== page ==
Wednesday, July 14, 2010...9:58 pm

Subbing tip #10: Where’s the question?

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Normally, the Radio Times is the most rigorously proofread magazine on the newsstand, so it’s a shame that this bit of sloppiness slipped into print.

From Stuart Maconie’s “Maconie’s People” column of 3-9 July 2010 comes this:

Forget what they say about James Brown. Damon Albarn is surely the hardest working man in showbiz?

Whether you agree with the sentiment or not, there’s one thing that’s unquestionable about this statement – it’s not a question. So why the question mark at the end?

Probably because it’s a suggestion, rather than a demonstrable truth. It seems that, as with apostrophes, people are becoming less confident about how to use the question mark, and tack one on the end of any sentence that expresses an opinion that’s not a definite fact. The false question is becoming more and more apparent in modern writing. You’ll see it most frequently in student work, but it’s creeping into published journalism too.

How to tell when a sentence is a question:

  • It starts with a verb (“Am I a journalist?”)
  • The verb starts with one of the five ‘Ws’ of journalism (what, where, when, why, who). Or the ‘H’ (how)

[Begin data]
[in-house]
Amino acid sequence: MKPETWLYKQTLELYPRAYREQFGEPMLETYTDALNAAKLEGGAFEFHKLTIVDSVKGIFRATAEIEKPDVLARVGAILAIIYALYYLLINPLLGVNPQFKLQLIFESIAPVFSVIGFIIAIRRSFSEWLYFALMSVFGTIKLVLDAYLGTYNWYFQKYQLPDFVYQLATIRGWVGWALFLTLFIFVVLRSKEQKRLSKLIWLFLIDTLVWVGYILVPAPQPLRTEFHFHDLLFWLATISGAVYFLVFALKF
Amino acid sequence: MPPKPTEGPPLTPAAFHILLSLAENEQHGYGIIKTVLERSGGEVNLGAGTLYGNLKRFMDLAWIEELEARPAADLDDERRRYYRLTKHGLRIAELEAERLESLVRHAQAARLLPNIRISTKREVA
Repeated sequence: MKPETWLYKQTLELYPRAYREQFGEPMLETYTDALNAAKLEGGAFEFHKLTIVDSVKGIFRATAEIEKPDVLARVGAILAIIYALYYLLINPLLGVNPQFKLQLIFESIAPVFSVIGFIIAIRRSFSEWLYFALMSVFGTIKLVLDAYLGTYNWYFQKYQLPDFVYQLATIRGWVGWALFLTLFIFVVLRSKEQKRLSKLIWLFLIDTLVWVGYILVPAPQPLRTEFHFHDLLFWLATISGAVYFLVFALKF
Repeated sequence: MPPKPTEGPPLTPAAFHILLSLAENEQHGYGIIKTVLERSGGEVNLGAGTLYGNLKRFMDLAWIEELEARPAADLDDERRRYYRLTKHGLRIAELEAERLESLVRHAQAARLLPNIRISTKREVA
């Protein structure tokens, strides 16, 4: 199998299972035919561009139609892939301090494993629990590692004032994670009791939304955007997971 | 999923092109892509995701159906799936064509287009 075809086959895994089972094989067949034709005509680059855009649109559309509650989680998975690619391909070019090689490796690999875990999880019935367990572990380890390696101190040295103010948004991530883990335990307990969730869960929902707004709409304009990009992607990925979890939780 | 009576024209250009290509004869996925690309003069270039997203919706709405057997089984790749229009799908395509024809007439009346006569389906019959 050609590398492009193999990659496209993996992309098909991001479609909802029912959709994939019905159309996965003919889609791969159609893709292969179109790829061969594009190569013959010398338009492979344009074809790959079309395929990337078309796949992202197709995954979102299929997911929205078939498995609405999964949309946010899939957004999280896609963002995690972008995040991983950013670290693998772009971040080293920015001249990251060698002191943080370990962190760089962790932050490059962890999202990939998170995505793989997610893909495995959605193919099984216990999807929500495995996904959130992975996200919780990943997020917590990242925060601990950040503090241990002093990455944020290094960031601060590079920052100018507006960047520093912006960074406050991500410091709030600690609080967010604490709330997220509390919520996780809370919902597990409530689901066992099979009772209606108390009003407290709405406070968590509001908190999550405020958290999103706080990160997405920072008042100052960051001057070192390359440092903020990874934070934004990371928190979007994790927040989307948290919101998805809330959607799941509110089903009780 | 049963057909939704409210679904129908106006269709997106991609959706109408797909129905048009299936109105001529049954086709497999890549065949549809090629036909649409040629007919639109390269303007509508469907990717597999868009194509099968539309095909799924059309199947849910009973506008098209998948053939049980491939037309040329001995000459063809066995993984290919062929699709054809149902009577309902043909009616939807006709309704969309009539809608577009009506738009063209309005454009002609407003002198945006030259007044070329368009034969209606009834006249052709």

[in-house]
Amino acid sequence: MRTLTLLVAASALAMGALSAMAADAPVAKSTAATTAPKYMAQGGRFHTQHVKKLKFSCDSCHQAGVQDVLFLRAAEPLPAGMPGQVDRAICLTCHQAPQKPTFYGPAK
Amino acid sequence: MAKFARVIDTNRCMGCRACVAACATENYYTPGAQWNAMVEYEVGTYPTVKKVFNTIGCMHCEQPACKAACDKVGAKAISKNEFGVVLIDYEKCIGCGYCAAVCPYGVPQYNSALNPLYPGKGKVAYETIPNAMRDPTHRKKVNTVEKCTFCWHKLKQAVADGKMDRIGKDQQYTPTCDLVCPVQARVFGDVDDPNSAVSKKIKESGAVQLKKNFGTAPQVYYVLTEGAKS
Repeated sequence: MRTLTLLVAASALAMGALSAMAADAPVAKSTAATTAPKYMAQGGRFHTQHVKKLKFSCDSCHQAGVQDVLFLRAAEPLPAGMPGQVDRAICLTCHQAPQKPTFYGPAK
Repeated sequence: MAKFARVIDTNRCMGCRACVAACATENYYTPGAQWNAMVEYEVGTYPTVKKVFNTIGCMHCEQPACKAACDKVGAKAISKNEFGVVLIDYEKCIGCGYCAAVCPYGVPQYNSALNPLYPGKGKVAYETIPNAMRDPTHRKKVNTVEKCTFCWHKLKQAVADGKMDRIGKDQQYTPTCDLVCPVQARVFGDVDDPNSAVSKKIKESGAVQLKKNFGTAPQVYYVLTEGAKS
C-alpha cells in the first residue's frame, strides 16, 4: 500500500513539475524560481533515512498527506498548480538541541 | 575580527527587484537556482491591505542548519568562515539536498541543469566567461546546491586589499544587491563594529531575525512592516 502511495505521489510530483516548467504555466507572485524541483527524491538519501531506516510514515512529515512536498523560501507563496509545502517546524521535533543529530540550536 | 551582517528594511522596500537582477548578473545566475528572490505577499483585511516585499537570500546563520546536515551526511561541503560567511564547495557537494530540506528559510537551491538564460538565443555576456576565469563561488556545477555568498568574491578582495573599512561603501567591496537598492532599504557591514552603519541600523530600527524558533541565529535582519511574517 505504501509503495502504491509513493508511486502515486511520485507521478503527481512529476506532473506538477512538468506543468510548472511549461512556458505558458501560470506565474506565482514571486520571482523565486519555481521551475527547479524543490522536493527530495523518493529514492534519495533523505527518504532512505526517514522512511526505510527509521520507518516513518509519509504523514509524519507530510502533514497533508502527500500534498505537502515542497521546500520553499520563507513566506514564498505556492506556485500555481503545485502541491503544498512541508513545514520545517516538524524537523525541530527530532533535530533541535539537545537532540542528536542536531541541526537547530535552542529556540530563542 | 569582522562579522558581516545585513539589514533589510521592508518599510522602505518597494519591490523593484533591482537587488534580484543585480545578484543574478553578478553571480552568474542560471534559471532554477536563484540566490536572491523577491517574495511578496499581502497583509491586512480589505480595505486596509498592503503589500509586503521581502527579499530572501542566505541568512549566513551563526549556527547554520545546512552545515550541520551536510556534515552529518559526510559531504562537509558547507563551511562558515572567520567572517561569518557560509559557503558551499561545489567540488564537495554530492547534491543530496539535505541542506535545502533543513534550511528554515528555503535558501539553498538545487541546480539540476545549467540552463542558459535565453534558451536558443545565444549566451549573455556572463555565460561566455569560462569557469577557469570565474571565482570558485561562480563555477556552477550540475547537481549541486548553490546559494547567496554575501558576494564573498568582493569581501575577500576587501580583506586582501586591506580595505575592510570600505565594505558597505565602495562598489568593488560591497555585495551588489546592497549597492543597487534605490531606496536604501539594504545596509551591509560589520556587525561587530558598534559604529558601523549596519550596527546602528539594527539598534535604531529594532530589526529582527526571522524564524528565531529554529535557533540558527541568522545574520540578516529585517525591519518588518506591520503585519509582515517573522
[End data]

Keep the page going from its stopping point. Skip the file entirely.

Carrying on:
These are the only ones that need a question mark. Full stop.

3 Comments

  • You’re right: Inappropriate question marks crop up everywhere these days.

    I have a theory of explanation: the interrogative intonation so favoured by the under-25s, in whose idiom almost every sentence ends with a rising tone that sounds like a question. I think it started in Australia, but has been enthusiastically taken up in the UK. Presumably the people who do it instinctively feel an urge to use more question marks as a result.

  • Yes – there’s a whole generation of gap-year travellers who sound like everything in their lives ends in a question mark. It’s a vocal tic that seems to seek group agreement or approval for whatever statement is being made. A curious thing – although where the not-under-25 Stuart Maconie fits in with this I don’t know. Unless – horror – the inappropriate punctuation was inserted after the fact by a young sub-editor…

  • At the last magazine I worked at, the deputy editor kept putting question marks into standfirsts where they were followed by a byline, eg:

    “Just where has the nation gone wrong on question marks?, asks John Smith”

    I understand the confusion, but… c’mon, that’s obviously not OK.